A young London scientist is embarking on a project to understand the causes of hearing problems in Alzheimerâ€™s disease, thanks to an Â£88,000 grant from Alzheimerâ€™s Research UK. Itâ€™s hoped the study, which is the one of the first of its kind, could improve diagnosis and lead to new ways of helping patients cope with their symptoms.
PhD student Hannah Golden, 24, is beginning a three-year project at UCL (University College London) to uncover how changes in the brain are linked to problems with hearing in Alzheimerâ€™s disease. Many people with Alzheimerâ€™s have difficulty making sense of what they hear â€“ for example, losing the ability to follow conversations or being unable to recognise where sounds are coming from. These symptoms are often put down to memory loss, but researchers at UCL believe they could in fact be due to the disease affecting the part of the brain responsible for interpreting sound.
Using sophisticated brain scans and a range of psychological and hearing tests, the researchers will investigate the changes in the brain that occur as people hear different noises. By comparing people with Alzheimerâ€™s, people with frontotemporal dementia and healthy people, they hope to pinpoint what changes in the brain are associated with hearing problems in Alzheimerâ€™s.
The scientists believe these hearing difficulties could also be an early clue to the presence of Alzheimerâ€™s, and itâ€™s hoped that the knowledge gained from the study could help doctors to better diagnose the disease in future. By understanding what causes these symptoms, they also hope to develop new methods of managing them.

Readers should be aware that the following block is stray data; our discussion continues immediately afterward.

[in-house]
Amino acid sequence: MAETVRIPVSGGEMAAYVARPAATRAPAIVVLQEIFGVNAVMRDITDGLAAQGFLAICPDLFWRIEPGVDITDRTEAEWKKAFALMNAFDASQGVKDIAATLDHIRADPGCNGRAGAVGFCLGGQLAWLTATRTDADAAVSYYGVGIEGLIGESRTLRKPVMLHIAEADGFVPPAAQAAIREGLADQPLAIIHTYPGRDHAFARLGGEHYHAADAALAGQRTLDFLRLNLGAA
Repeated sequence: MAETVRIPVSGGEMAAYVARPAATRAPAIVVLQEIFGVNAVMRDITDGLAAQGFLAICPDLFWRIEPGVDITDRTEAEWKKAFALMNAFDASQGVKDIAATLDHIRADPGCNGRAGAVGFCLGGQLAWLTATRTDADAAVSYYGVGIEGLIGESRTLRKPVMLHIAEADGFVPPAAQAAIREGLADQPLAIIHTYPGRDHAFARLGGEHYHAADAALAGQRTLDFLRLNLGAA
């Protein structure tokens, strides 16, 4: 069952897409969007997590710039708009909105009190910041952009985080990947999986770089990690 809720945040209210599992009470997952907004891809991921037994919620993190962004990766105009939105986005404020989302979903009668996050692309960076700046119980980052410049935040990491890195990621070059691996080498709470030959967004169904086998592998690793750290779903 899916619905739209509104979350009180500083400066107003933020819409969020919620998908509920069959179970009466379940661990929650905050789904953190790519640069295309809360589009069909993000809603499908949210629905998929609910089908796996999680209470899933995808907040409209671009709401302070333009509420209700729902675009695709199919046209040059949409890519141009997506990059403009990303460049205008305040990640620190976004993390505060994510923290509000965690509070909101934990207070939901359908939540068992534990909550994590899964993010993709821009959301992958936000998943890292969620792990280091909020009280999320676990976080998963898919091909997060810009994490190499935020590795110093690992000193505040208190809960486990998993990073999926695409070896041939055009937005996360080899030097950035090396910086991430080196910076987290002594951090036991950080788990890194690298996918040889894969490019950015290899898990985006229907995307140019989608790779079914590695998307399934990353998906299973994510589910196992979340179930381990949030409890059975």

Ms Golden said:
â€œIâ€™m eager to start work on this project, which I hope could make a real difference to people with Alzheimerâ€™s disease. If we can understand why people with Alzheimerâ€™s experience problems with hearing, we will be in a better position to help them cope with these symptoms.
â€œI was interested in this project because dementia is a huge problem for society. The statistics speak for themselves â€“ there are nearly 64,000 people with dementia in Greater London alone, and I hope my research can have a positive impact.â€
Her supervisor, Dr Jason Warren, said:
â€œWeâ€™re very pleased to have secured this funding, which will allow us to explore an area that has so far been poorly understood. Understanding what brain changes affect the hearing of people with Alzheimerâ€™s may help us to detect the disease earlier â€“ and our project should also help find better ways to distinguish between Alzheimerâ€™s and other causes of dementia.
â€œResearch is the only answer for better dementia management, and Iâ€™m optimistic that our project could have real impact on peopleâ€™s quality of life.â€
Dr Simon Ridley, Head of Research at Alzheimerâ€™s Research UK, said:
â€œWe are delighted to be supporting this research, which promises to answer some important questions about Alzheimerâ€™s disease. A better understanding of the causes of hearing difficulties in Alzheimerâ€™s could really help improve the lives of people with the disease in the future. This research is also a valuable reminder that memory loss is not the only symptom of Alzheimerâ€™s.
â€œThere are 820,000 people with dementia in the UK and with a rapidly ageing population that number is increasing. We urgently need to improve diagnosis and find new treatments, and research projects like this one are vital.â€
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